I'm very curious, why stability is or is not important in sorting algorithms?

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    For parallelization purposes? eg: merge sort is stable and can be parallelized well and so is quicksort. – DarthVader Oct 5 '09 at 0:46
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    Classic QuickSort is unstable – Konstantin Spirin Oct 5 '09 at 2:00
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    stable sort algo - IBM (Insertion, Bubble, Merge) – roottraveller Jul 17 '17 at 9:11
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    @roottraveller excuse me? – DarthVader Jul 17 '17 at 10:03
  • A note for those who might misunderstood the concept like me: The order of equal elements is guaranteed to be preserved. means: if the elements in stable sort are considered equal, then they would follow the previous order. It's not what I used to think: if the elements in previous order are considered equal, then in the coming stable sort, they would follow the previous order. Though you may find the latter understanding also makes sense in many cases. – Rick Jun 27 at 3:50
up vote 205 down vote accepted

A sorting algorithm is said to be stable if two objects with equal keys appear in the same order in sorted output as they appear in the input array to be sorted. Some sorting algorithms are stable by nature like Insertion sort, Merge Sort, Bubble Sort, etc. And some sorting algorithms are not, like Heap Sort, Quick Sort, etc.

Background: a "stable" sorting algorithm keeps the items with the same sorting key in order. Suppose we have a list of 5-letter words:


If we sort the list by just the first letter of each word then a stable-sort would produce:


In an unstable sort algorithm, straw or spork may be interchanged, but in a stable one, they stay in the same relative positions (that is, since straw appears before spork in the input, it also appears before spork in the output).

We could sort the list of words using this algorithm: stable sorting by column 5, then 4, then 3, then 2, then 1. In the end, it will be correctly sorted. Convince yourself of that. (by the way, that algorithm is called radix sort)

Now to answer your question, suppose we have a list of first and last names. We are asked to sort "by last name, then by first". We could first sort (stable or unstable) by the first name, then stable sort by the last name. After these sorts, the list is primarily sorted by the last name. However, where last names are the same, the first names are sorted.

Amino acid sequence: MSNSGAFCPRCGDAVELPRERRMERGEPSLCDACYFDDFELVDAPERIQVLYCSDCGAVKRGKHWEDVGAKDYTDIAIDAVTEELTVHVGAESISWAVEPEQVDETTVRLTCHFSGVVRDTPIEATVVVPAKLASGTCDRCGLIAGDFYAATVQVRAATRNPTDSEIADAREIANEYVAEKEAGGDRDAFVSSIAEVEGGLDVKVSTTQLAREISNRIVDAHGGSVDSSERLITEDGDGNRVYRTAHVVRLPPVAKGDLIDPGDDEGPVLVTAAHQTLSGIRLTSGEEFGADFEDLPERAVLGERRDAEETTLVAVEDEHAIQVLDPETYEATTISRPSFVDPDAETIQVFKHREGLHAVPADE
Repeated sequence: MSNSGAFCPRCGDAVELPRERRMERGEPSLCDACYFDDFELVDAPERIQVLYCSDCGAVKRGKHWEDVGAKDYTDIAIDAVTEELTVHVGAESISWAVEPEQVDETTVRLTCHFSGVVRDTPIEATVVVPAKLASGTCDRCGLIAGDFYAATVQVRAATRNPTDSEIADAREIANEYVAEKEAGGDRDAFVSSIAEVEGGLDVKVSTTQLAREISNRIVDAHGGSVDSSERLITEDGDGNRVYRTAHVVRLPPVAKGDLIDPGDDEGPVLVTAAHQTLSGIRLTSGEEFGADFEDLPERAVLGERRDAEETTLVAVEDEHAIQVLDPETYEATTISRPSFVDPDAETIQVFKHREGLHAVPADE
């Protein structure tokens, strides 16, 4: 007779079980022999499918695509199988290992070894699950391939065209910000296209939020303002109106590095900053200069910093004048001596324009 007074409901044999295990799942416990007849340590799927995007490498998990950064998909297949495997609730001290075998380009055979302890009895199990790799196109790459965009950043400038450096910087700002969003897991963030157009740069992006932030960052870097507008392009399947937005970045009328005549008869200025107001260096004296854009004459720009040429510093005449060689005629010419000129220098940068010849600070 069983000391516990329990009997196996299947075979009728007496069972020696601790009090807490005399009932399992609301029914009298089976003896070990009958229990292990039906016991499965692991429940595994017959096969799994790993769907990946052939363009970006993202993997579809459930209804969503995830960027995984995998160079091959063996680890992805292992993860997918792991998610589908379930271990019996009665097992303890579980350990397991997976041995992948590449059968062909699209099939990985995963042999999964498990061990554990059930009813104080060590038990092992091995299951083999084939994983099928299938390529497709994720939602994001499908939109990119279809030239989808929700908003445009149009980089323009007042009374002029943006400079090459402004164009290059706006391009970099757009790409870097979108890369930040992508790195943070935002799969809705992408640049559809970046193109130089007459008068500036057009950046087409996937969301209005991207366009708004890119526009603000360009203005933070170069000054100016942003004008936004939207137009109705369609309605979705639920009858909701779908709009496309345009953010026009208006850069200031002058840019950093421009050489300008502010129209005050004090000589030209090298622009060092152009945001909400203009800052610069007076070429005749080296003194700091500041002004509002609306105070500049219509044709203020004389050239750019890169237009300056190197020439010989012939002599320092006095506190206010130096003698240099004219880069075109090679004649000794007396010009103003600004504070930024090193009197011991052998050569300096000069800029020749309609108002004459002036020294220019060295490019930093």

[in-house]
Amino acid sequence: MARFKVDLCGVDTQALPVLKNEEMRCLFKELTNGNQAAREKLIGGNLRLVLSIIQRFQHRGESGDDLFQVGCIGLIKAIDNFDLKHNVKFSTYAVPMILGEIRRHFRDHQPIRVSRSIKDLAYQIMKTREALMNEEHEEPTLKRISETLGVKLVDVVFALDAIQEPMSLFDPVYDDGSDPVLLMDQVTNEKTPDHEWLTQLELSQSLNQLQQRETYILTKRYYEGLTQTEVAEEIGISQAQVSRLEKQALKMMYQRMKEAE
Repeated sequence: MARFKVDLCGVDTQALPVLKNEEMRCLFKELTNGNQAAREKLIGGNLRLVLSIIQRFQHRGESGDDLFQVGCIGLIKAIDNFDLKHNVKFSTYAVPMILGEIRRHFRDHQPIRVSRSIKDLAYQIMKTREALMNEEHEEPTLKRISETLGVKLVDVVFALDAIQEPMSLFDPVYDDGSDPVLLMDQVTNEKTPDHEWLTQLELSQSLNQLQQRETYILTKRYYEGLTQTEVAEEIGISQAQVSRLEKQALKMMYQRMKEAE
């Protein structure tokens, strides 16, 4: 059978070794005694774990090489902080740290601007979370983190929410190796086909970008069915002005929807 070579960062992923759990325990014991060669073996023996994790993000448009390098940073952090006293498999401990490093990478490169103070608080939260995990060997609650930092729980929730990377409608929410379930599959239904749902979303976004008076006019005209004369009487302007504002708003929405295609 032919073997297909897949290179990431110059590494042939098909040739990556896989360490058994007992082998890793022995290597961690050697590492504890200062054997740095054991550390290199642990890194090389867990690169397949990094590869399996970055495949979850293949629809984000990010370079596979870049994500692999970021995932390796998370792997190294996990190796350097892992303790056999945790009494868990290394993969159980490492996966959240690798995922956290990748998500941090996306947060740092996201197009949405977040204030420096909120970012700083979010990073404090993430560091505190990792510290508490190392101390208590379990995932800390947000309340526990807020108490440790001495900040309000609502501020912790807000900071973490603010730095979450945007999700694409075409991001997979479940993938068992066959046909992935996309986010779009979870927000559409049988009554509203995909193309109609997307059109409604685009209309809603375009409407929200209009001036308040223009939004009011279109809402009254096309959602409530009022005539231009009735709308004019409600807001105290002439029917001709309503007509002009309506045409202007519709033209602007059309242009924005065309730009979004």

You can't stack unstable sorts in the same fashion.

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    Sounds good. Any other reasons ? – DarthVader Oct 5 '09 at 0:53
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    @user1416486: We're sorting by the first letter only. With that assumption, straw and spork compare equal. Stable sort will preserve the order of input, whereas unstable sort does not make that guarantee. "Correct" depends on the application. The sort function in most programming languages lets the user supply a custom ordering function. If the user's function treats different items as equal (e.g. same first name, different last name), it helps to know if the original order will be preserved. See OCaml's array sorting functions for a real-world example. – Joey Adams Jun 24 '12 at 4:40
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    I do not understand the line ..same sorting key ? What do you mean by key here ? Please explain the statement ..same sorting key – saplingPro Nov 5 '12 at 12:54
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    @saplingPro: by "sorting key", I mean the thing you are sorting items by. So when sorting by first letter, then for each item, its "sorting key" is its first letter. – Joey Adams Oct 18 '13 at 15:30
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    Example - Say you have a list with each item having information about destination of the flight and departure time. You first sort the list based on time. We then sort it based on destination. If the second sort is stable we now have all flights bound to same destination together and in increasing order of departure time. If it wasn't stable, they wouldn't be in increasing order of time. – roottraveller Jul 17 '17 at 9:16